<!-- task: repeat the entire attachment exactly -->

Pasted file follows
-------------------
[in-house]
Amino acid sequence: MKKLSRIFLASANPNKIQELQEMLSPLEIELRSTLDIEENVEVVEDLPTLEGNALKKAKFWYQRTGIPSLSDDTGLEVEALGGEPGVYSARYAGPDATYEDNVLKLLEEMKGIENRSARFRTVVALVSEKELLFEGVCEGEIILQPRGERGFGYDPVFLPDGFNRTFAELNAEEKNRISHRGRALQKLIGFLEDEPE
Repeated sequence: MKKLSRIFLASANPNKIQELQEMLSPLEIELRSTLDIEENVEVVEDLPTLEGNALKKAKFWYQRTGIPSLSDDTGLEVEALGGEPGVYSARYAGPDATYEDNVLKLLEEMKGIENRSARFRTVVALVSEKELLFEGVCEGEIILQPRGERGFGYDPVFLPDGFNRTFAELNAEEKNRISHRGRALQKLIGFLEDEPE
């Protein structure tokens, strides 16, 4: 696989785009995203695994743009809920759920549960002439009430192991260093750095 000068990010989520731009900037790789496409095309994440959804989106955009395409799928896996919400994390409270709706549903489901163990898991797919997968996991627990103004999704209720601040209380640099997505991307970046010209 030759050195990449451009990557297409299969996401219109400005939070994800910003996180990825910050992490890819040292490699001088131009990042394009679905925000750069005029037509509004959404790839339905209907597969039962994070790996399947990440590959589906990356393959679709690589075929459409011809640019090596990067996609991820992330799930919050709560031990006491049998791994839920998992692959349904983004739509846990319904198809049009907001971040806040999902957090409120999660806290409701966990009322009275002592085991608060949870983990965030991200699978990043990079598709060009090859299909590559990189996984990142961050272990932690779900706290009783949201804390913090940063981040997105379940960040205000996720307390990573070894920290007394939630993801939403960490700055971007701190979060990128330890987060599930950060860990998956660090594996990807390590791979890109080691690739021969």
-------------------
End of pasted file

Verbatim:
[in-house]
Amino acid sequence: MKKLSRIFLASANPNKIQELQEMLSPLEIELRSTLDIEENVEVVEDLPTLEGNALKKAKFWYQRTGIPSLSDDTGLEVEALGGEPGVYSARYAGPDATYEDNVLKLLEEMKGIENRSARFRTVVALVSEKELLFEGVCEGEIILQPRGERGFGYDPVFLPDGFNRTFAELNAEEKNRISHRGRALQKLIGFLEDEPE
Repeated sequence: MKKLSRIFLASANPNKIQELQEMLSPLEIELRSTLDIEENVEVVEDLPTLEGNALKKAKFWYQRTGIPSLSDDTGLEVEALGGEPGVYSARYAGPDATYEDNVLKLLEEMKGIENRSARFRTVVALVSEKELLFEGVCEGEIILQPRGERGFGYDPVFLPDGFNRTFAELNAEEKNRISHRGRALQKLIGFLEDEPE
């Protein structure tokens, strides 16, 4: 696989785009995203695994743009809920759920549960002439009430192991260093750095 000068990010989520731009900037790789496409095309994440959804989106955009395409799928896996919400994390409270709706549903489901163990898991797919997968996991627990103004999704209720601040209380640099997505991307970046010209 030759050195990449451009990557297409299969996401219109400005939070994800910003996180990825910050992490890819040292490699001088131009990042394009679905925000750069005029037509509004959404790839339905209907597969039962994070790996399947990440590959589906990356393959679709690589075929459409011809640019090596990067996609991820992330799930919050709560031990006491049998791994839920998992692959349904983004739509846990319904198809049009907001971040806040999902957090409120999660806290409701966990009322009275002592085991608060949870983990965030991200699978990043990079598709060009090859299909590559990189996984990142961050272990932690779900706290009783949201804390913090940063981040997105379940960040205000996720307390990573070894920290007394939630993801939403960490700055971007701190979060990128330890987060599930950060860990998956660090594996990807390590791979890109080691690739021969």